Ceri Justice 2022
Sad-eyed lady of the Midlands crosses the line between cold confusion and hot affection.
If there ever was such a sub-genre as “Black Country rock” to span the outcrop of artists from around Birmingham area, Ceri Justice could be its current crown princess, for her Brummiericana is nigh on sublime, and “Walk In Shadow” offers a stroll the people who think that overseas influence on English music ceased decades ago should go for. A successor to “Justified” from 2019 which put the songstress on musical map, her sophomore album may seem more reflective – only the record’s ballads come well-balanced by a few rambunctious numbers. As a result, the dozen tracks on display don’t produce the feeling of cultural displacement; on the contrary, they run an alluring gamut of moods.
So while the sparseness of opener “Wanted” is drenched in melodic tumult thanks to multi-instrumentalist Paul Johnston, the vocalist’s velveteen vulnerability is revealed once her voice is left alone with Marion Fleetwood’s violin before turning boisterous again, and switching to tremulous romanticism on “The Creek” where electric guitar lines shoot through acoustic strum and anxious throb of a groove. However, it’s serrated riffs and insistent rhythm that drive the catchy “Now I See” and “You Did What You Did” off the countrified thoroughfare, whereas the lushly orchestrated, pedal-steel-assisted “Loves Let Me Down” will fall right in this heartfelt category, and “Thunder” will follow the suit, albeit temporarily, because there’s a gorgeous tune to unchain the cut’s stylistic scope.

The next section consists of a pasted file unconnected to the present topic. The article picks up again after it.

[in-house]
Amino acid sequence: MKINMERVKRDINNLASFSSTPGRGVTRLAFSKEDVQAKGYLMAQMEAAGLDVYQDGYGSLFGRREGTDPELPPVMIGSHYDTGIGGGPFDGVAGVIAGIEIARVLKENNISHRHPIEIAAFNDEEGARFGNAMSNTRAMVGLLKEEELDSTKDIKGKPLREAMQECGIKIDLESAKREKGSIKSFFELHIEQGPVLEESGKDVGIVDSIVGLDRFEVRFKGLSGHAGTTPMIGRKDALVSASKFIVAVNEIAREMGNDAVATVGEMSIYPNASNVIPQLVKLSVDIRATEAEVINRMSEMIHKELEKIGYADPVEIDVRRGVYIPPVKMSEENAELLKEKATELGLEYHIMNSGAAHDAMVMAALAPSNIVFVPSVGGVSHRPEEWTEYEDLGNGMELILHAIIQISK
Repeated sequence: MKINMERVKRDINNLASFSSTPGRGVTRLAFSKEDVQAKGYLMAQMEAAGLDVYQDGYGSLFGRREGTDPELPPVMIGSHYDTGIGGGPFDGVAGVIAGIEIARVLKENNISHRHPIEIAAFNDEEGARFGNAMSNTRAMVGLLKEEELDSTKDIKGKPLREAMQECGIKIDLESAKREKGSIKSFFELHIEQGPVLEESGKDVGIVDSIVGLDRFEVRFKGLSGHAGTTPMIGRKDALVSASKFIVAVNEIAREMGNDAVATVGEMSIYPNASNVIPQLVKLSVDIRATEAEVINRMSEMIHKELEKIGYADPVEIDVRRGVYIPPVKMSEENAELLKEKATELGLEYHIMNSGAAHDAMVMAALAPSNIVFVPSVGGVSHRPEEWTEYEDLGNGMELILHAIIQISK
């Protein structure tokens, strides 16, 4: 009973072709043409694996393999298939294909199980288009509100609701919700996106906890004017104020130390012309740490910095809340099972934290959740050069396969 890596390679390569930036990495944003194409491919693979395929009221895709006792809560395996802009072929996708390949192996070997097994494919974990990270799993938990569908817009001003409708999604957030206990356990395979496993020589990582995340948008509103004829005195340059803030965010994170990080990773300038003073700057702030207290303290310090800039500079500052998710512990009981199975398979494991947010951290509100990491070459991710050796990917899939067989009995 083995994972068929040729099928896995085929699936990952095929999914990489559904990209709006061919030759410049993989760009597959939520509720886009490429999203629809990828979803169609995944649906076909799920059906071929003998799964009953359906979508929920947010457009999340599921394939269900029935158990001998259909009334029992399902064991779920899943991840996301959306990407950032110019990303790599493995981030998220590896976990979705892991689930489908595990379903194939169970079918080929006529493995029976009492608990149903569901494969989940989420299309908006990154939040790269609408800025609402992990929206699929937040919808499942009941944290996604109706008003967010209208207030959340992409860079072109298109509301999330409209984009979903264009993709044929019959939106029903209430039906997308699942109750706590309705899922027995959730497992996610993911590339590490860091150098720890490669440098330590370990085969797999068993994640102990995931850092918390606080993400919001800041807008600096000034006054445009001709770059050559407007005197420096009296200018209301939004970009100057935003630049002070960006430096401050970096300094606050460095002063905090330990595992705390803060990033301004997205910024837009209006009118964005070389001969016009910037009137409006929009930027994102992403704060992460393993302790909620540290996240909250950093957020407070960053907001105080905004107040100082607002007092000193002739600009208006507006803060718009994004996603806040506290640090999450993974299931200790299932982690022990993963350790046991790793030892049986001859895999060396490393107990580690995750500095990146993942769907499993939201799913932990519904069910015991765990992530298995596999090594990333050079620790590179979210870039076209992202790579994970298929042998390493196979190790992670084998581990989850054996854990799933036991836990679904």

Still, the entire spectrum of the lady’s performing abilities is moved into the spotlight by her rather faithful handling of “Do Anything You Wanna Do” and “Jolene” – the former venturing to the verge of defiance and the latter venting out Ceri’s anger in a punchy sound that would manifest itself in the gently rocking “Mess You Up” as well. And then, there are two very special pieces: the jangly “JCC” from Justice’s debut reappears here in remixed form, featuring the song’s protagonist John Cooper Clarke, and the titular Celtic-scented mini-epic, which takes Ceri to the land of her ancestors in most tremendous, yet unpretentious, ways.
Whether Ms. Justice belongs to shadows is debatable; that she’s well-poised to grace any walk of life is undoubtable.